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Book an Unordinary Trip to Tambopata and Enter to Win

[fa icon="calendar'] Dec 16, 2017 12:45:45 PM / by Rainforest Expeditions Team posted in Tambopata Research Center, Giveaway

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We’re very pleased to announce that one of our tours – 4 Day Tambopata Research Center Trip– has been selected by the platform ‘InfoHub.com’ as an Unordinary Trip of the Month.

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Where Can I See Macaws in Peru?

[fa icon="calendar'] Oct 16, 2017 5:00:00 AM / by Pat ODonnell posted in Tambopata Research Center, Tambopata, macaws, scarlet macaw, blue-and-yellow macaw, birdwatching, Tambopata National Reserve

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Macaws are one the first birds than come to mind when we dream about a trip to beautiful, tropical locales. However, despite images of these big, beautiful birds gracing the pages and ads of island getaways and tropical resorts, those aren't the places where they naturally occur. Although they are popular pets, in nature, these big parrots are birds of wild tropical forest habitats, and the heart of their range is situated in the Amazon rainforest.


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Strangler figs: Silent assassins, diversity engines, rainforest timekeepers

[fa icon="calendar'] Jun 19, 2017 12:50:06 PM / by Varun Swamy posted in Tambopata Research Center, Amazon, Peru, rainforest, Tambopata, rainforest fruits, keystone species, frugivores, Buttresses, Canopy, Megaflora, Strangler fig, Ficus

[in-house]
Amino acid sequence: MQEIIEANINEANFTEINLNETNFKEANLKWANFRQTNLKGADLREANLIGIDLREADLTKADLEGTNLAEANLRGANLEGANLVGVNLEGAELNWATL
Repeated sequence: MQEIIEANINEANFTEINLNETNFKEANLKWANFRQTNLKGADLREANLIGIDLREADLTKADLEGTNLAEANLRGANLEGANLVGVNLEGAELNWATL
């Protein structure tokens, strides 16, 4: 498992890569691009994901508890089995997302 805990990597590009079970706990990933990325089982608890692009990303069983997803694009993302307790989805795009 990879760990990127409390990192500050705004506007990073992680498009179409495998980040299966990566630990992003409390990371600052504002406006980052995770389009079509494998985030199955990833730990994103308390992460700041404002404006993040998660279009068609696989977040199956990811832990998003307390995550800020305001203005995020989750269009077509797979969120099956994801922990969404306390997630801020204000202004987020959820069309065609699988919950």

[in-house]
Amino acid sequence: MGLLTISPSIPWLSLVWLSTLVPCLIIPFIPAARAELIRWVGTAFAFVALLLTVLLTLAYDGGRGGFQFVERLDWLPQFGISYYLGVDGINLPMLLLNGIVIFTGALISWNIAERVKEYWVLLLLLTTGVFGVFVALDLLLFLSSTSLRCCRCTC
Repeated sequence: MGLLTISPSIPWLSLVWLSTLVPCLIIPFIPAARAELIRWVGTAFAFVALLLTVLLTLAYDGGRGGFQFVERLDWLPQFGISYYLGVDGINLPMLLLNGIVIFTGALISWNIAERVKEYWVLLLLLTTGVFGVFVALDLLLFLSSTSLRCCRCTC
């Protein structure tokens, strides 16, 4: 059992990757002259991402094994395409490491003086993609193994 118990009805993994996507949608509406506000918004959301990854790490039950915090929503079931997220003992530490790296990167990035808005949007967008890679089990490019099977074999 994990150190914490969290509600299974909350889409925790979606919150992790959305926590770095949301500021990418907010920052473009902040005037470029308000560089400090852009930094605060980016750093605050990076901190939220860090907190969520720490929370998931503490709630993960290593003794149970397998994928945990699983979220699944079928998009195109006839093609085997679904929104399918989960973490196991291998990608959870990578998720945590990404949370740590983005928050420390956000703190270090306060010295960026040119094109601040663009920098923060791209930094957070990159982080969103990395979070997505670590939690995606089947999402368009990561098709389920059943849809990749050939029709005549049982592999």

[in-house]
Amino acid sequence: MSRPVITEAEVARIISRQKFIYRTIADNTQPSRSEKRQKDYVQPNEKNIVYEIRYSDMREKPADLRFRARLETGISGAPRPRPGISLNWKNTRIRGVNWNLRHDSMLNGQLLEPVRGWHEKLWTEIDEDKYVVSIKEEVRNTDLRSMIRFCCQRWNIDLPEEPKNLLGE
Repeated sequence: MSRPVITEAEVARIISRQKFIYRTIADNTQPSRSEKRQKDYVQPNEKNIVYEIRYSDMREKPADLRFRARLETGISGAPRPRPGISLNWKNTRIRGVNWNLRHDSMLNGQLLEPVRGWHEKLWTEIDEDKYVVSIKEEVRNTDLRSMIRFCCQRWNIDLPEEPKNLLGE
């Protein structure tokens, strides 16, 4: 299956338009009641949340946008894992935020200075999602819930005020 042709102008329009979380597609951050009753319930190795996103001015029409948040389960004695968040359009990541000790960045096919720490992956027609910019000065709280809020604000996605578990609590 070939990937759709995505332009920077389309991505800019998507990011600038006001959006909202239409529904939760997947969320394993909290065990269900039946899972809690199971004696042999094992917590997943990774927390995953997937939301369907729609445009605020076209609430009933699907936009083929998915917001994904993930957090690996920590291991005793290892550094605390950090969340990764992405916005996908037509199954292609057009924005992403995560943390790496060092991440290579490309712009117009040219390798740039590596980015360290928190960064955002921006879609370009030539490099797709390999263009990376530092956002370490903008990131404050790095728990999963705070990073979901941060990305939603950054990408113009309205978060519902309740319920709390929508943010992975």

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(Borrowing from a J&B whisky commercial from the 1990s…)

Tradition says: "A tree must begin its life from the forest floor".

Tradition says:  "A tree shall form a relatively cylindrical trunk".

Tradition says: "A tree shalt not kill another tree".

Well, strangler fig trees clearly did not receive these edicts...or perhaps they did, and decided "To Hell with tradition!" - much to the delight of aficionados of bizarre, spectacular tropical nature of the floral kind. 

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Charismatic megaflora of the Amazon rainforest

[fa icon="calendar'] May 22, 2017 9:46:34 AM / by Varun Swamy posted in Tambopata Research Center, wildlife photography, Posada Amazonas, Shihuahuaco, Ceiba, Brazilnut, Aerobotany, Refugio Amazonas, Buttresses, Canopy, Megaflora

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Mention the words "Amazon rainforest" to the layperson, and it is likely that the first creatures that spring to their minds are jaguars, caimans, giant river otters, spider monkeys or scarlet macaws….large, colorful, striking animals, some easily sighted and others far more elusive. Other folk might associate the rainforest with the ubiquitous "bugs" that it teems with – hundreds of thousands of species of myriad forms and adaptations, with a sizeable fraction still unknown to science and waiting to be discovered.  

But to me (and others of a more botanically inclined ilk), the Amazon rainforest is defined by its charismatic megaflora: the trees that form its canopy and the very basis of the ecosystem, allowing for the existence of the staggering diversity of other life forms.

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New Species of 'Decoy' Spider Likely Discovered At Tambopata Research Center

[fa icon="calendar'] Dec 10, 2012 7:30:00 PM / by Phil Torres posted in New Discovery, Tambopata Research Center, New Species, Decoy Spider, amazon wildlife

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Come to Peru and Visit This Spider!

From afar, it appears to be a medium sized spider about an inch across, possibly dead and dried out, hanging in the center of a spider web along the side of the trail. Nothing too out of the ordinary for the Amazon. As you approach, the spider starts to wobble quickly forward and back, letting you know this spider is, in fact, alive. 

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